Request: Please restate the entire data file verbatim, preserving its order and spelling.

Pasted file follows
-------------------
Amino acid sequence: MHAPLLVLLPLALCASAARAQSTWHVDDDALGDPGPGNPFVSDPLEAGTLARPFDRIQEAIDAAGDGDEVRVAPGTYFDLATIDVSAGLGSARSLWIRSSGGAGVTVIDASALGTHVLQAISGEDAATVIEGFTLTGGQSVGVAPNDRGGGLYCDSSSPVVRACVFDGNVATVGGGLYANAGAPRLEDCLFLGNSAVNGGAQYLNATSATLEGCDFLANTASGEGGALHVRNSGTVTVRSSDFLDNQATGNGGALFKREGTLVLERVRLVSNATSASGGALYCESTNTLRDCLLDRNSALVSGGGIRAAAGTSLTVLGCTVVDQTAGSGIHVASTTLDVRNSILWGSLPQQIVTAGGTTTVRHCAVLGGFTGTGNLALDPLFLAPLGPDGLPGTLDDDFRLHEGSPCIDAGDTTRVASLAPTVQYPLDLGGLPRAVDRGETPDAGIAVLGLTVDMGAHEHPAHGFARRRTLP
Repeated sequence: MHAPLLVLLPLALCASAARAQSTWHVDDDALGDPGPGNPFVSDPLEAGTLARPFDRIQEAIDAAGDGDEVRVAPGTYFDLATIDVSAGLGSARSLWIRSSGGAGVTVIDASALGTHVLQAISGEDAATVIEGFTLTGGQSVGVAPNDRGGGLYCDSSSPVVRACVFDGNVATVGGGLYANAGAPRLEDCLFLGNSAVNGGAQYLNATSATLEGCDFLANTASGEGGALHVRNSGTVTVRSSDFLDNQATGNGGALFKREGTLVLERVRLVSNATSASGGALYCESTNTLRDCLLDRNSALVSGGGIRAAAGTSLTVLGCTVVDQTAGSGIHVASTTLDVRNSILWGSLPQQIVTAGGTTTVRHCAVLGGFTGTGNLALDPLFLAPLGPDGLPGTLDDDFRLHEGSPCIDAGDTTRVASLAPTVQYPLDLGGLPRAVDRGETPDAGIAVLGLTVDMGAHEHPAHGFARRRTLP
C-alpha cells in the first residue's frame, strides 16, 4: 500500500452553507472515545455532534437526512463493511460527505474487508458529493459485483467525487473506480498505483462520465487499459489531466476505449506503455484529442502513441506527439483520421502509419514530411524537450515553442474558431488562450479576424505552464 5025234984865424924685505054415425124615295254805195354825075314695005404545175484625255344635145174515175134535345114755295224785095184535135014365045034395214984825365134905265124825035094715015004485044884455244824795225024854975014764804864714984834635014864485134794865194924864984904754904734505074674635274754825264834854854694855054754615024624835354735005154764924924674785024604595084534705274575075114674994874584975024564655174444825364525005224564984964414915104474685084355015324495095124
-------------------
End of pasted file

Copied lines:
Amino acid sequence: MHAPLLVLLPLALCASAARAQSTWHVDDDALGDPGPGNPFVSDPLEAGTLARPFDRIQEAIDAAGDGDEVRVAPGTYFDLATIDVSAGLGSARSLWIRSSGGAGVTVIDASALGTHVLQAISGEDAATVIEGFTLTGGQSVGVAPNDRGGGLYCDSSSPVVRACVFDGNVATVGGGLYANAGAPRLEDCLFLGNSAVNGGAQYLNATSATLEGCDFLANTASGEGGALHVRNSGTVTVRSSDFLDNQATGNGGALFKREGTLVLERVRLVSNATSASGGALYCESTNTLRDCLLDRNSALVSGGGIRAAAGTSLTVLGCTVVDQTAGSGIHVASTTLDVRNSILWGSLPQQIVTAGGTTTVRHCAVLGGFTGTGNLALDPLFLAPLGPDGLPGTLDDDFRLHEGSPCIDAGDTTRVASLAPTVQYPLDLGGLPRAVDRGETPDAGIAVLGLTVDMGAHEHPAHGFARRRTLP
Repeated sequence: MHAPLLVLLPLALCASAARAQSTWHVDDDALGDPGPGNPFVSDPLEAGTLARPFDRIQEAIDAAGDGDEVRVAPGTYFDLATIDVSAGLGSARSLWIRSSGGAGVTVIDASALGTHVLQAISGEDAATVIEGFTLTGGQSVGVAPNDRGGGLYCDSSSPVVRACVFDGNVATVGGGLYANAGAPRLEDCLFLGNSAVNGGAQYLNATSATLEGCDFLANTASGEGGALHVRNSGTVTVRSSDFLDNQATGNGGALFKREGTLVLERVRLVSNATSASGGALYCESTNTLRDCLLDRNSALVSGGGIRAAAGTSLTVLGCTVVDQTAGSGIHVASTTLDVRNSILWGSLPQQIVTAGGTTTVRHCAVLGGFTGTGNLALDPLFLAPLGPDGLPGTLDDDFRLHEGSPCIDAGDTTRVASLAPTVQYPLDLGGLPRAVDRGETPDAGIAVLGLTVDMGAHEHPAHGFARRRTLP
C-alpha cells in the first residue's frame, strides 16, 4: 500500500452553507472515545455532534437526512463493511460527505474487508458529493459485483467525487473506480498505483462520465487499459489531466476505449506503455484529442502513441506527439483520421502509419514530411524537450515553442474558431488562450479576424505552464 5025234984865424924685505054415425124615295254805195354825075314695005404545175484625255344635145174515175134535345114755295224785095184535135014365045034395214984825365134905265124825035094715015004485044884455244824795225024854975014764804864714984834635014864485134794865194924864984904754904734505074674635274754825264834854854694855054754615024624835354735005154764924924674785024604595084534705274575075114674994874584975024564655174444825364525005224564984964414915104474685084355015324495095124